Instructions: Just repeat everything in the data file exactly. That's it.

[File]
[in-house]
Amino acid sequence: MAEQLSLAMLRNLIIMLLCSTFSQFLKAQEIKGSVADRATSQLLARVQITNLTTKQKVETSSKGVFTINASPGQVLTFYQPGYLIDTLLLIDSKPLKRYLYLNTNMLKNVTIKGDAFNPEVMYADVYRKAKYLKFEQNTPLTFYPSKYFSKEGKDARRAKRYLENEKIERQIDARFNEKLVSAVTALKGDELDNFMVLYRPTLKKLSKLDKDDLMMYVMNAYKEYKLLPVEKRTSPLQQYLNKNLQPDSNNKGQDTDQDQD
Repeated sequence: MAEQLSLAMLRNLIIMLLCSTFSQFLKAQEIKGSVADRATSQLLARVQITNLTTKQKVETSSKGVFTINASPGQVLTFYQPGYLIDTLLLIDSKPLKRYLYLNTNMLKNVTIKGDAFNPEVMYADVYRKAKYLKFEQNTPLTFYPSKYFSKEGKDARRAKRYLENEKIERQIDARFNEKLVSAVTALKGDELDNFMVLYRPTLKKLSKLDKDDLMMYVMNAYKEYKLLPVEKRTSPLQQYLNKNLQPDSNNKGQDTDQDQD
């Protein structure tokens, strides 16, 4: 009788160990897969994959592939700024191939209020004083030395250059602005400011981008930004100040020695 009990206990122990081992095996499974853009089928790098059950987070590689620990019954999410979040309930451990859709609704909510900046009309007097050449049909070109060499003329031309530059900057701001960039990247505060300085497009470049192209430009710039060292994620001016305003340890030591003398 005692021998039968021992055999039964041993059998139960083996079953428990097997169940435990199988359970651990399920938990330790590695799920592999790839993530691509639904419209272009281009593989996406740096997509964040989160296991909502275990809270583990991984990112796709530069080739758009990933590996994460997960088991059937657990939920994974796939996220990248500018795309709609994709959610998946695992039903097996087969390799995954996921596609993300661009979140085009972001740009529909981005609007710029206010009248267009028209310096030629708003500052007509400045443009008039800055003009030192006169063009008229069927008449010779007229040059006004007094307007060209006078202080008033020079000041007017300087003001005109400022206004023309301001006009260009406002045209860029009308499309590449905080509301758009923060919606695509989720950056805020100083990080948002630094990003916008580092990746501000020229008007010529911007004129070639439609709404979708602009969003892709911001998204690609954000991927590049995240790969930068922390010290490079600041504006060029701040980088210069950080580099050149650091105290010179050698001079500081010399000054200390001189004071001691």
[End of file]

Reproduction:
[in-house]
Amino acid sequence: MAEQLSLAMLRNLIIMLLCSTFSQFLKAQEIKGSVADRATSQLLARVQITNLTTKQKVETSSKGVFTINASPGQVLTFYQPGYLIDTLLLIDSKPLKRYLYLNTNMLKNVTIKGDAFNPEVMYADVYRKAKYLKFEQNTPLTFYPSKYFSKEGKDARRAKRYLENEKIERQIDARFNEKLVSAVTALKGDELDNFMVLYRPTLKKLSKLDKDDLMMYVMNAYKEYKLLPVEKRTSPLQQYLNKNLQPDSNNKGQDTDQDQD
Repeated sequence: MAEQLSLAMLRNLIIMLLCSTFSQFLKAQEIKGSVADRATSQLLARVQITNLTTKQKVETSSKGVFTINASPGQVLTFYQPGYLIDTLLLIDSKPLKRYLYLNTNMLKNVTIKGDAFNPEVMYADVYRKAKYLKFEQNTPLTFYPSKYFSKEGKDARRAKRYLENEKIERQIDARFNEKLVSAVTALKGDELDNFMVLYRPTLKKLSKLDKDDLMMYVMNAYKEYKLLPVEKRTSPLQQYLNKNLQPDSNNKGQDTDQDQD
């Protein structure tokens, strides 16, 4: 009788160990897969994959592939700024191939209020004083030395250059602005400011981008930004100040020695 009990206990122990081992095996499974853009089928790098059950987070590689620990019954999410979040309930451990859709609704909510900046009309007097050449049909070109060499003329031309530059900057701001960039990247505060300085497009470049192209430009710039060292994620001016305003340890030591003398 005692021998039968021992055999039964041993059998139960083996079953428990097997169940435990199988359970651990399920938990330790590695799920592999790839993530691509639904419209272009281009593989996406740096997509964040989160296991909502275990809270583990991984990112796709530069080739758009990933590996994460997960088991059937657990939920994974796939996220990248500018795309709609994709959610998946695992039903097996087969390799995954996921596609993300661009979140085009972001740009529909981005609007710029206010009248267009028209310096030629708003500052007509400045443009008039800055003009030192006169063009008229069927008449010779007229040059006004007094307007060209006078202080008033020079000041007017300087003001005109400022206004023309301001006009260009406002045209860029009308499309590449905080509301758009923060919606695509989720950056805020100083990080948002630094990003916008580092990746501000020229008007010529911007004129070639439609709404979708602009969003892709911001998204690609954000991927590049995240790969930068922390010290490079600041504006060029701040980088210069950080580099050149650091105290010179050698001079500081010399000054200390001189004071001691």